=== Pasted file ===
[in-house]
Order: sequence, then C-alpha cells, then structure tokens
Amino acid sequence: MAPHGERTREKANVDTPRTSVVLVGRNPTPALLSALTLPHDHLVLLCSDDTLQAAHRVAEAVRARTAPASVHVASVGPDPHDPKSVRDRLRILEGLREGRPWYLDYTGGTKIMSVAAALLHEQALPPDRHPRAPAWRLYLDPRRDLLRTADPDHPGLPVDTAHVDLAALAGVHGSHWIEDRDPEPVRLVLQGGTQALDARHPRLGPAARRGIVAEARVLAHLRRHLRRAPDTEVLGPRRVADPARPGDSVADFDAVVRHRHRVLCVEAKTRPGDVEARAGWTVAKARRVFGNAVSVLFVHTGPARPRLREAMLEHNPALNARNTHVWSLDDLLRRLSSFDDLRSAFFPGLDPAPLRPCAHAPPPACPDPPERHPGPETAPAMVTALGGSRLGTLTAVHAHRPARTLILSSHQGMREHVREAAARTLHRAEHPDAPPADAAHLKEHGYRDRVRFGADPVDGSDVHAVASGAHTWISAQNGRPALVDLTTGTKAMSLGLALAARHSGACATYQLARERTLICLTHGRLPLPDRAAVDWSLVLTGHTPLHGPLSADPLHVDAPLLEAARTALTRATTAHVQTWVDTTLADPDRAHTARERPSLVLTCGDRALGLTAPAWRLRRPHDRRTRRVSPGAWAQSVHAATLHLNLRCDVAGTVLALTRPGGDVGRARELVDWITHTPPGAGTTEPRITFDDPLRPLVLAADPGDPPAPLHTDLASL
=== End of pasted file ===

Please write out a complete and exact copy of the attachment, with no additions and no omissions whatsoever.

[in-house]
Order: sequence, then C-alpha cells, then structure tokens
Amino acid sequence: MAPHGERTREKANVDTPRTSVVLVGRNPTPALLSALTLPHDHLVLLCSDDTLQAAHRVAEAVRARTAPASVHVASVGPDPHDPKSVRDRLRILEGLREGRPWYLDYTGGTKIMSVAAALLHEQALPPDRHPRAPAWRLYLDPRRDLLRTADPDHPGLPVDTAHVDLAALAGVHGSHWIEDRDPEPVRLVLQGGTQALDARHPRLGPAARRGIVAEARVLAHLRRHLRRAPDTEVLGPRRVADPARPGDSVADFDAVVRHRHRVLCVEAKTRPGDVEARAGWTVAKARRVFGNAVSVLFVHTGPARPRLREAMLEHNPALNARNTHVWSLDDLLRRLSSFDDLRSAFFPGLDPAPLRPCAHAPPPACPDPPERHPGPETAPAMVTALGGSRLGTLTAVHAHRPARTLILSSHQGMREHVREAAARTLHRAEHPDAPPADAAHLKEHGYRDRVRFGADPVDGSDVHAVASGAHTWISAQNGRPALVDLTTGTKAMSLGLALAARHSGACATYQLARERTLICLTHGRLPLPDRAAVDWSLVLTGHTPLHGPLSADPLHVDAPLLEAARTALTRATTAHVQTWVDTTLADPDRAHTARERPSLVLTCGDRALGLTAPAWRLRRPHDRRTRRVSPGAWAQSVHAATLHLNLRCDVAGTVLALTRPGGDVGRARELVDWITHTPPGAGTTEPRITFDDPLRPLVLAADPGDPPAPLHTDLASL